Glenn Reynolds, writing about the Chinese government’s handling of the Coronavirus outbreak:
The Chinese government continues to censor news and social media. This not only keeps the rest of the world from knowing what’s going on, it also makes it harder for the government itself to keep track of what’s really happening, as opposed to what underlings are reporting to their superiors.
Interesting way of looking at social media, I think. What this is saying is that the government in the world that is most keen on mass surveillance has totally crapped all over the world’s greatest ever system of mass surveillance, and rendered it useless for that purpose. Ironic, when you think about it.
Wallsend in 1963 by Colin Jones. If you are a young photographer who is just starting out remember to photograph the ordinary things in life, eventually time will make them extraordinary.
Got this from my Twitter feed. Twitter is not only bile and stupidity. It depends who you are following. I follow some photoers. That they typically have different political opinions to me is, for me, a feature rather than a bug, because I see into other political minds.
The US taxpayer faces an eye-watering bill. Which is very bad. But the interesting thing to me is why it was obsolete:
By the time the plant opened in 2015, the increased efficiency of cheap solar panels had already surpassed its technology, and today it’s obsolete — the latest panels can pump out power at a fraction of the cost for decades with just an occasional hosing-down.
I am not a close student of solar power, but to my uneducated eye this sounds like very good news. The savings that this rapid solar tech progress will yield will surely be worth far more than whatever the US government wasted (by being too impatient and/or corrupt) on this particular slice of pork.
There’s a graph in the Bloomberg piece which says that the “Cost of Solar Technology in $ Per Megawatt-Hour” has fallen from around $350 in 2009 to around $50 in 2019. Which sounds like quite a drop. I had heard rumours about how solar power is getting cheaper, but I had not realised how rapid this improvement had been. And, I’m guessing, will go on being.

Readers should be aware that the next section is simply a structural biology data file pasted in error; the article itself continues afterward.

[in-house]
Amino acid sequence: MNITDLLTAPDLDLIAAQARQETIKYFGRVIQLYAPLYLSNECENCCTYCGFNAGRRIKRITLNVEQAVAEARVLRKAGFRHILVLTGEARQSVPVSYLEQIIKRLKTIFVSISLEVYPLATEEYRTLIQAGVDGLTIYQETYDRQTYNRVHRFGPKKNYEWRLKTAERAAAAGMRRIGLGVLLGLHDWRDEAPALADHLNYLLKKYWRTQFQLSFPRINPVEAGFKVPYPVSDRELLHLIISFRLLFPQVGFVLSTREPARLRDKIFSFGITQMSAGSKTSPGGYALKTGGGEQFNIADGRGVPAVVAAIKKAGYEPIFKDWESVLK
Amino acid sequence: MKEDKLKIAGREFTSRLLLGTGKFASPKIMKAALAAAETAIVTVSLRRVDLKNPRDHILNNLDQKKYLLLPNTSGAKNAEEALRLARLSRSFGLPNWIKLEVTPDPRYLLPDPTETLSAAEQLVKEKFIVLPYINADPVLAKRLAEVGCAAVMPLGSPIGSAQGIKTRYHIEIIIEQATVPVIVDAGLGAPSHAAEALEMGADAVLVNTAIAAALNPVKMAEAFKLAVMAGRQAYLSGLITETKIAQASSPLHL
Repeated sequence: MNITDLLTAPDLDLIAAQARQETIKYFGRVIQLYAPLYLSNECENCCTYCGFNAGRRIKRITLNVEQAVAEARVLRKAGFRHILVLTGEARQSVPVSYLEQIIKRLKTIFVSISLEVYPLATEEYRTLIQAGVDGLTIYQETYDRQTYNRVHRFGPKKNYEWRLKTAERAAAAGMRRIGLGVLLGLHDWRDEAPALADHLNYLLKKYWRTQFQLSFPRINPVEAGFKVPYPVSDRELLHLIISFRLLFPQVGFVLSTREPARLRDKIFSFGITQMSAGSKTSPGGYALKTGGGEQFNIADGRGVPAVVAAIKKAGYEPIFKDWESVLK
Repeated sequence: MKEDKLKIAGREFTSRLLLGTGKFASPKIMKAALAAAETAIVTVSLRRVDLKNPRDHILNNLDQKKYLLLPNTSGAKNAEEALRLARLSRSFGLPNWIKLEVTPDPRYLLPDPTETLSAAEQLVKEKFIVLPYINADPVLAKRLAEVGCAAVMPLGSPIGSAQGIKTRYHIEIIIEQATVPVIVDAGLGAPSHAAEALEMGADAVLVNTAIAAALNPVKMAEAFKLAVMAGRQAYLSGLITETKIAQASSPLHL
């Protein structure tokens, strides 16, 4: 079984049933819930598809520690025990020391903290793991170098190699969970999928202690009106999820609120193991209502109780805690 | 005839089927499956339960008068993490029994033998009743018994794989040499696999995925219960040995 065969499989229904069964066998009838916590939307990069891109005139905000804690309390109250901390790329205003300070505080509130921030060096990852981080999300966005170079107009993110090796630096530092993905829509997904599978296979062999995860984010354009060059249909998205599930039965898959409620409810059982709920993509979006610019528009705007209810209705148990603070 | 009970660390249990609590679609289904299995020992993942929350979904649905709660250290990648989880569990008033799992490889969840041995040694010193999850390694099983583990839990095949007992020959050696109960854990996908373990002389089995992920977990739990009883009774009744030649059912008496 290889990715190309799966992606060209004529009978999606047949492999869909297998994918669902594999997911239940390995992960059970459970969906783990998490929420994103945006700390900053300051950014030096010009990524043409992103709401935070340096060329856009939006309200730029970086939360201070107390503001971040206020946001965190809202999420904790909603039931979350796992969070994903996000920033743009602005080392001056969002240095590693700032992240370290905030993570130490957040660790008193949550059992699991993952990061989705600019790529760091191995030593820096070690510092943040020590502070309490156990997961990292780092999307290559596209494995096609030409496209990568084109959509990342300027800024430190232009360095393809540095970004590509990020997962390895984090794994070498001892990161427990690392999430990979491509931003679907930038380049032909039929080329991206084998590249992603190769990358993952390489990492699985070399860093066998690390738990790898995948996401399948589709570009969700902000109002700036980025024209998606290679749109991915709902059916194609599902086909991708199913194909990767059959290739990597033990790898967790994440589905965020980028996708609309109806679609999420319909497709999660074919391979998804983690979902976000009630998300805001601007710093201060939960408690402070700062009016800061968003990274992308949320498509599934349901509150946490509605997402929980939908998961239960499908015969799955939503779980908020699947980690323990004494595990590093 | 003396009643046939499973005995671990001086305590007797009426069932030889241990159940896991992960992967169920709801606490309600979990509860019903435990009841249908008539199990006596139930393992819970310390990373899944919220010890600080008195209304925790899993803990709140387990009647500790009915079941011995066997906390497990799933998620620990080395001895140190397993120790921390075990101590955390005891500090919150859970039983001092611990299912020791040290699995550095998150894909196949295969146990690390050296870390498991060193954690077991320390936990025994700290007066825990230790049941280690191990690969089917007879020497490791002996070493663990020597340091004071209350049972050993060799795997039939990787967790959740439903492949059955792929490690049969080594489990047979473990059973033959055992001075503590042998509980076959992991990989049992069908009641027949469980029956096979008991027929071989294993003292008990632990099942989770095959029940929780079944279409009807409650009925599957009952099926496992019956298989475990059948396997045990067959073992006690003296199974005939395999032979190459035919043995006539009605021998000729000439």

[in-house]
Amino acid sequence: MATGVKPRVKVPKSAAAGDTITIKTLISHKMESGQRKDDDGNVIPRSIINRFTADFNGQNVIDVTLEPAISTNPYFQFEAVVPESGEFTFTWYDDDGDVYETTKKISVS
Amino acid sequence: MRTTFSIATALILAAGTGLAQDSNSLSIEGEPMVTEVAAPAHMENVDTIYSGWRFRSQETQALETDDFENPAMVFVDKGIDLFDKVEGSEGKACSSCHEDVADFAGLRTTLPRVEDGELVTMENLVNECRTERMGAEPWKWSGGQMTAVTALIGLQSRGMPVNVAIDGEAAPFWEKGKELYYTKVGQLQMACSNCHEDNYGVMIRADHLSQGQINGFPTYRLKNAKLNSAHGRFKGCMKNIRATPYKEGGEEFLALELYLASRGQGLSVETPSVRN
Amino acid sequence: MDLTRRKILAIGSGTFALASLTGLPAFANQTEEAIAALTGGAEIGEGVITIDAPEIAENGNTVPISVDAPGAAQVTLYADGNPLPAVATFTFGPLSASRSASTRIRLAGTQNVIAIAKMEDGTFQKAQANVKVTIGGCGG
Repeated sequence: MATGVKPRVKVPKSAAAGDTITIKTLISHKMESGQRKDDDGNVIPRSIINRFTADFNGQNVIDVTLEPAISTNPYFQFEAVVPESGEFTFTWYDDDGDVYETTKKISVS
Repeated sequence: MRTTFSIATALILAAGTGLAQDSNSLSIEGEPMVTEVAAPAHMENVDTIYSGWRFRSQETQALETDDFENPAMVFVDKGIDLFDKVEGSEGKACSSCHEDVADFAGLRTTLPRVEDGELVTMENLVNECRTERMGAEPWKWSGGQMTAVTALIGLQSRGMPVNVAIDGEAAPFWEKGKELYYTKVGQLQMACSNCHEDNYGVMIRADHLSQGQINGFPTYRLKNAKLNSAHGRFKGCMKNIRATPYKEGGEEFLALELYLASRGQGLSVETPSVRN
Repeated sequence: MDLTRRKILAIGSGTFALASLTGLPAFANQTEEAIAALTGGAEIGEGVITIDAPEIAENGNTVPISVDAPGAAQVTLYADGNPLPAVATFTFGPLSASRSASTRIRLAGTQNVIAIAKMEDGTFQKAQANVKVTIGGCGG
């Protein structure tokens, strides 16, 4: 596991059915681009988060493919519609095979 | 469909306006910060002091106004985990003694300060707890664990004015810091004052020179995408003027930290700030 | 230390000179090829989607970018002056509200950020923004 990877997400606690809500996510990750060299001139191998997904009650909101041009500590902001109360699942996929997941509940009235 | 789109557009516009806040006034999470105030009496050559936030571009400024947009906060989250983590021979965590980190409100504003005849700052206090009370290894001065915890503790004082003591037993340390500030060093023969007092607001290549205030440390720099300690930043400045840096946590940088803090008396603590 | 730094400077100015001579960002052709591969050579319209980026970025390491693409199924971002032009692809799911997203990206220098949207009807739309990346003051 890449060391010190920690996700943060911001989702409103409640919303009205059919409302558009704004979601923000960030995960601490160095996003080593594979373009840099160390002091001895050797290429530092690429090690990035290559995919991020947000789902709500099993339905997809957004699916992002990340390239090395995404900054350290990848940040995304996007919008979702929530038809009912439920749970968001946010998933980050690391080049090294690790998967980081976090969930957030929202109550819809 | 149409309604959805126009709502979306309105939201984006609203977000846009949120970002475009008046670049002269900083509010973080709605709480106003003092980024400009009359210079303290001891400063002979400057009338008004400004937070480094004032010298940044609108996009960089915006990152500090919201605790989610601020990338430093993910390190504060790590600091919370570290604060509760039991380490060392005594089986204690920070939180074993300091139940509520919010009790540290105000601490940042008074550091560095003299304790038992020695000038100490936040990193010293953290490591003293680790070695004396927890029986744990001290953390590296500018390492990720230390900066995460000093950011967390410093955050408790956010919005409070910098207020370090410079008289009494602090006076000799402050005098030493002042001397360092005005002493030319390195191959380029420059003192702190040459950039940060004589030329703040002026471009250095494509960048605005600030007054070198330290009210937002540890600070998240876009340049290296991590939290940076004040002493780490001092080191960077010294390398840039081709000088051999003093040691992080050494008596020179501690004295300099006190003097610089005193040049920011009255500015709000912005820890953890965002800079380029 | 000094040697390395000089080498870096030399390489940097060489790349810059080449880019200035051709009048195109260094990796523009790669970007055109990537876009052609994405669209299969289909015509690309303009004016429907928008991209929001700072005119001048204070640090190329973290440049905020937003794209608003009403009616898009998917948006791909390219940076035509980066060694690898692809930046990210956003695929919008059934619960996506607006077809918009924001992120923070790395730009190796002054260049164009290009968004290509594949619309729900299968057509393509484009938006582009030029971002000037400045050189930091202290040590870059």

… But this wasn’t simply a case of retributive justice. This was no Saddam Hussein, Osama bin Laden or Abu Bakr al-Baghdadi, who were all essentially busted flushes when they met justice. Soleimani was the mastermind of a vast programme of slaughter, enslavement and repression that was continuing across the Middle East until the day he died. …
Meanwhile the Daily Mail offers this characteristically terse headline:
GodDaughter2’s Dad, in conversation with me, recently came up with a good metaphor to describe the way that politics has moved from merely economic issues towards more “cultural” matters, like “identity” and so forth.
I continue to read The Square and the Tower, and very good it is too, just like it says inside the front cover and on the back cover.
In the chapter about the Russian Revolution, appropriately entitled “The Plague”, we read (by which I mean that I read (on pages 214-5)) this:
It is now well known that fewer people were killed in the October Revolution than were killed in the shooting of Sergei Eisenstein’s tenth-anniversary film about it.
Well, this may now be “well-known”, but I did not know it.
Not that this makes the event insignificant. After it, the “plague” spread with astonishing speed.